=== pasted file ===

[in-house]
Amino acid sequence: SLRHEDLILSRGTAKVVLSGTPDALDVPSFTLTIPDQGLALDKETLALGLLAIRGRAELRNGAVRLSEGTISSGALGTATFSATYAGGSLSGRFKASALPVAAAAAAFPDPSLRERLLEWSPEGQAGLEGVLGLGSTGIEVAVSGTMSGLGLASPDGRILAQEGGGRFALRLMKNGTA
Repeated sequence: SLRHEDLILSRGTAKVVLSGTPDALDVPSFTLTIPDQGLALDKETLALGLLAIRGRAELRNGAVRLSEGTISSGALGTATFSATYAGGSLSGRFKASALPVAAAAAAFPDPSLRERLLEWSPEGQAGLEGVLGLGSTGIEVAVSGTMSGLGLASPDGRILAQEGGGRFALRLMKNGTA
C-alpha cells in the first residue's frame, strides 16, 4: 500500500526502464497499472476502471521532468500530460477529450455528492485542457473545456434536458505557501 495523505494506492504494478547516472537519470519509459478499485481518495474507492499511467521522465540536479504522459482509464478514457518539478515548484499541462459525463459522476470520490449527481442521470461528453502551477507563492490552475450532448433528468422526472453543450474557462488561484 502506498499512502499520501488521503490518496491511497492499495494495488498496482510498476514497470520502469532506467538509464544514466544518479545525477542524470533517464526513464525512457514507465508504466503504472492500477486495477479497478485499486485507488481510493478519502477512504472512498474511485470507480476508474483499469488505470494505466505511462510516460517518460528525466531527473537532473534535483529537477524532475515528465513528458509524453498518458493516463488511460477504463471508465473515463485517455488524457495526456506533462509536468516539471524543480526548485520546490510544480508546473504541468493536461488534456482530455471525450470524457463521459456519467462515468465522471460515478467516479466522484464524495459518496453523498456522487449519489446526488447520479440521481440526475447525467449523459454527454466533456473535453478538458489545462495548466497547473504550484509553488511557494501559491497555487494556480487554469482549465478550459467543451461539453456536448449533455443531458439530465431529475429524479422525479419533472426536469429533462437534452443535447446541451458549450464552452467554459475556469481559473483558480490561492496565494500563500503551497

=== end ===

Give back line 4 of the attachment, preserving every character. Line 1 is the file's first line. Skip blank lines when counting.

C-alpha cells in the first residue's frame, strides 16, 4: 500500500526502464497499472476502471521532468500530460477529450455528492485542457473545456434536458505557501 495523505494506492504494478547516472537519470519509459478499485481518495474507492499511467521522465540536479504522459482509464478514457518539478515548484499541462459525463459522476470520490449527481442521470461528453502551477507563492490552475450532448433528468422526472453543450474557462488561484 502506498499512502499520501488521503490518496491511497492499495494495488498496482510498476514497470520502469532506467538509464544514466544518479545525477542524470533517464526513464525512457514507465508504466503504472492500477486495477479497478485499486485507488481510493478519502477512504472512498474511485470507480476508474483499469488505470494505466505511462510516460517518460528525466531527473537532473534535483529537477524532475515528465513528458509524453498518458493516463488511460477504463471508465473515463485517455488524457495526456506533462509536468516539471524543480526548485520546490510544480508546473504541468493536461488534456482530455471525450470524457463521459456519467462515468465522471460515478467516479466522484464524495459518496453523498456522487449519489446526488447520479440521481440526475447525467449523459454527454466533456473535453478538458489545462495548466497547473504550484509553488511557494501559491497555487494556480487554469482549465478550459467543451461539453456536448449533455443531458439530465431529475429524479422525479419533472426536469429533462437534452443535447446541451458549450464552452467554459475556469481559473483558480490561492496565494500563500503551497